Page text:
Exploring the neurodevelopment of visual statistical learning using event-related brain potentials

Ethan Jost, Christopher M. Conway, John D. Purdy, Anne M. Walk, Michelle A. Hendricks

Research output: Contribution to journalArticlepeer-review

22 Scopus citations


Implicit statistical learning (ISL) allows for the learning of environmental patterns and is thought to be important for many aspects of perception, cognition, and language development. However, very little is known about the development of the underlying neural mechanisms that support ISL. To explore the neurodevelopment of ISL, we investigated the event-related potential (ERP) correlates of learning in adults, older children (aged 9-12), and younger children (aged 6-9) using a novel predictor-target paradigm. In this task, which was a modification of the standard oddball paradigm, participants were instructed to view a serial input stream of visual stimuli and to respond with a button press when a particular target appeared. Unbeknownst to the participants, covert statistical probabilities were embedded in the task such that the target was predicted to varying degrees by different predictor stimuli. The results were similar across all three age groups: a P300 component that was elicited by the high predictor stimulus after sufficient exposure to the statistical probabilities. These neurophysiological findings provide evidence for developmental invariance in ISL, with adult-like competence reached by at least age 6.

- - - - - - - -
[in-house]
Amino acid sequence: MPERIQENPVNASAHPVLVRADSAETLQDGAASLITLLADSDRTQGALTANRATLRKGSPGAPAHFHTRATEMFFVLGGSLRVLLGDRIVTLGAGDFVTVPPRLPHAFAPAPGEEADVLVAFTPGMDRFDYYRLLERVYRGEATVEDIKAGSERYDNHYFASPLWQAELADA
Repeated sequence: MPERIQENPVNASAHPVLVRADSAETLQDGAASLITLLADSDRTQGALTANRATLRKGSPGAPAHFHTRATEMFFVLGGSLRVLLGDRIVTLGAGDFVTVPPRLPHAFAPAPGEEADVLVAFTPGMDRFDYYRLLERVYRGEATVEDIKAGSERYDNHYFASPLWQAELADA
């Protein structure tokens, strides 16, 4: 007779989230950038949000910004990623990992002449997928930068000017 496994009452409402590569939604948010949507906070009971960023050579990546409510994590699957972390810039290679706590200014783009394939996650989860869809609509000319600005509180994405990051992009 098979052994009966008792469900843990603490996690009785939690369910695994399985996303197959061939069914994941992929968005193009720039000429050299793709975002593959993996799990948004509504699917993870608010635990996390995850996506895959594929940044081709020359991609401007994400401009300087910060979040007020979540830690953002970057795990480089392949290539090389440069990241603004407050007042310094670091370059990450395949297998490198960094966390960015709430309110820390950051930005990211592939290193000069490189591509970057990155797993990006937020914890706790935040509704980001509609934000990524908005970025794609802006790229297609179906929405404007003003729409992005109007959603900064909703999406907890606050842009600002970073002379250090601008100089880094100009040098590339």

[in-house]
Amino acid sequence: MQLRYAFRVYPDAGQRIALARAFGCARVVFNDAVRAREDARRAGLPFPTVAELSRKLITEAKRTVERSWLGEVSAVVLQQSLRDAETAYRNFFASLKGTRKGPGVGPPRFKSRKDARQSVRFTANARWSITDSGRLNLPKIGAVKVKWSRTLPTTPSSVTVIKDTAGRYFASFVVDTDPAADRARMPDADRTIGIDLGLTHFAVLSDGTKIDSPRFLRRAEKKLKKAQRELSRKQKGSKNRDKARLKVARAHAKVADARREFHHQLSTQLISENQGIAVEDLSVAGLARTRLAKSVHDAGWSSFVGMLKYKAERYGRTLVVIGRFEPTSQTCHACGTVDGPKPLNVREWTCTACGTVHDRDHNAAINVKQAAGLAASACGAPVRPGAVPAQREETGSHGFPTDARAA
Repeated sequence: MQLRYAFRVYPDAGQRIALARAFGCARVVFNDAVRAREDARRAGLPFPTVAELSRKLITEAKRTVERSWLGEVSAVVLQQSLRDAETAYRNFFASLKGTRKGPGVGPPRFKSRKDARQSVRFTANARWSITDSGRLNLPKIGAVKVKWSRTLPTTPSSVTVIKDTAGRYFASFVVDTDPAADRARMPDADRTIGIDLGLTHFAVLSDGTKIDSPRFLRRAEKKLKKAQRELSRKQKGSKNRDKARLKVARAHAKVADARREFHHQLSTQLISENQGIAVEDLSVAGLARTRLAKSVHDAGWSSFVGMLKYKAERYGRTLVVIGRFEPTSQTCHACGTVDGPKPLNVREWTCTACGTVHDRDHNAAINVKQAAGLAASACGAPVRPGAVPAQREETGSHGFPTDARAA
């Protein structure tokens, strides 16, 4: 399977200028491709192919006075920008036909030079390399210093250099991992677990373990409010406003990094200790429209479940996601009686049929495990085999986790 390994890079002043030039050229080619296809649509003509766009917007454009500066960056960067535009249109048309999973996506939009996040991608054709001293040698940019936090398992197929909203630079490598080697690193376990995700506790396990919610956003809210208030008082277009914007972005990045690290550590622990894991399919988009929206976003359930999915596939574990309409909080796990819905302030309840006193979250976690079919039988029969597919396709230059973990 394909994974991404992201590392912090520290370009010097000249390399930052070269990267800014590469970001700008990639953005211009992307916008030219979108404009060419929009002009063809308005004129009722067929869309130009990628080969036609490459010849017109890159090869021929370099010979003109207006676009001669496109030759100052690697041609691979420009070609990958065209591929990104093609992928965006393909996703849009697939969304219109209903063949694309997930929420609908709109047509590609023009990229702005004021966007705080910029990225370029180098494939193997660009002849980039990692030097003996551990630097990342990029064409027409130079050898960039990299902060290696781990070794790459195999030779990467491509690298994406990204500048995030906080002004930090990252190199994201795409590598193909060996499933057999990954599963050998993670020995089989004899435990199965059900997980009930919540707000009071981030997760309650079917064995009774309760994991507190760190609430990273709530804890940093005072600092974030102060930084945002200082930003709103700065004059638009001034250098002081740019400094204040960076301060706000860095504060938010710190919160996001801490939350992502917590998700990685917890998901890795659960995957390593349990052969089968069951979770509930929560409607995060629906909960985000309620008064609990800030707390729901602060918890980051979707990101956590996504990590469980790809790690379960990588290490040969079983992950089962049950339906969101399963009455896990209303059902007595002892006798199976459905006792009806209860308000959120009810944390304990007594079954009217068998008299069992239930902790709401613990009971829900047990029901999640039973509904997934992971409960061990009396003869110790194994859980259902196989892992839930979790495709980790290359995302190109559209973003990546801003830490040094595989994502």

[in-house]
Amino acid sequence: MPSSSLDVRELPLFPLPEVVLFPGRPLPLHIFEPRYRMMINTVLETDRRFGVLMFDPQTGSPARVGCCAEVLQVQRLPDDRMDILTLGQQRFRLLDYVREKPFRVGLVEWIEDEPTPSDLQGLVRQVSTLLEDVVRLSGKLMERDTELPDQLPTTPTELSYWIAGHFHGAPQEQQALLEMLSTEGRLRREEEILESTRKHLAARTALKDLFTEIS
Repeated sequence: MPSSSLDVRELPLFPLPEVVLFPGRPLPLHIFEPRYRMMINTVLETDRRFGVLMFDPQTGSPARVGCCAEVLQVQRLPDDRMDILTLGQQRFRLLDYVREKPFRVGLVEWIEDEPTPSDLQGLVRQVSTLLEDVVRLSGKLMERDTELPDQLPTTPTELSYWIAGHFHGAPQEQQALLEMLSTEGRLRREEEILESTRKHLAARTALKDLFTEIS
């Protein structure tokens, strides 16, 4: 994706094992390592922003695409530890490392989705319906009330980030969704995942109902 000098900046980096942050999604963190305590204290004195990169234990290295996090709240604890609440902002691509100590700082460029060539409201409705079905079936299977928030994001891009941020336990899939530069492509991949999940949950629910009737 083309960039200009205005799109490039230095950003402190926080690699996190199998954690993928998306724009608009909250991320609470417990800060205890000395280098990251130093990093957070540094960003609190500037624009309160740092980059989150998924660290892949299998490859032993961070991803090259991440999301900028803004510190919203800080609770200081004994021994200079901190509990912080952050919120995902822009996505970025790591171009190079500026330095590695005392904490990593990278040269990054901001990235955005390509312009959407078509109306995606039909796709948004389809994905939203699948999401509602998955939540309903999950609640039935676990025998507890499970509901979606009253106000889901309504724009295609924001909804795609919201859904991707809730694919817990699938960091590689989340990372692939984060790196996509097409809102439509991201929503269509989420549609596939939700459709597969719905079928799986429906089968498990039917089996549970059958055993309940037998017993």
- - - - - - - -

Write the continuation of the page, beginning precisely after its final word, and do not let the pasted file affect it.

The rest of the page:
Original languageEnglish (US)
Pages (from-to)95-107
Number of pages13
JournalBrain Research
StatePublished - Feb 9 2015
Externally publishedYes


  • Cognitive development
  • ERP
  • Statistical learning

ASJC Scopus subject areas

  • Neuroscience(all)
  • Molecular Biology
  • Clinical Neurology
  • Developmental Biology


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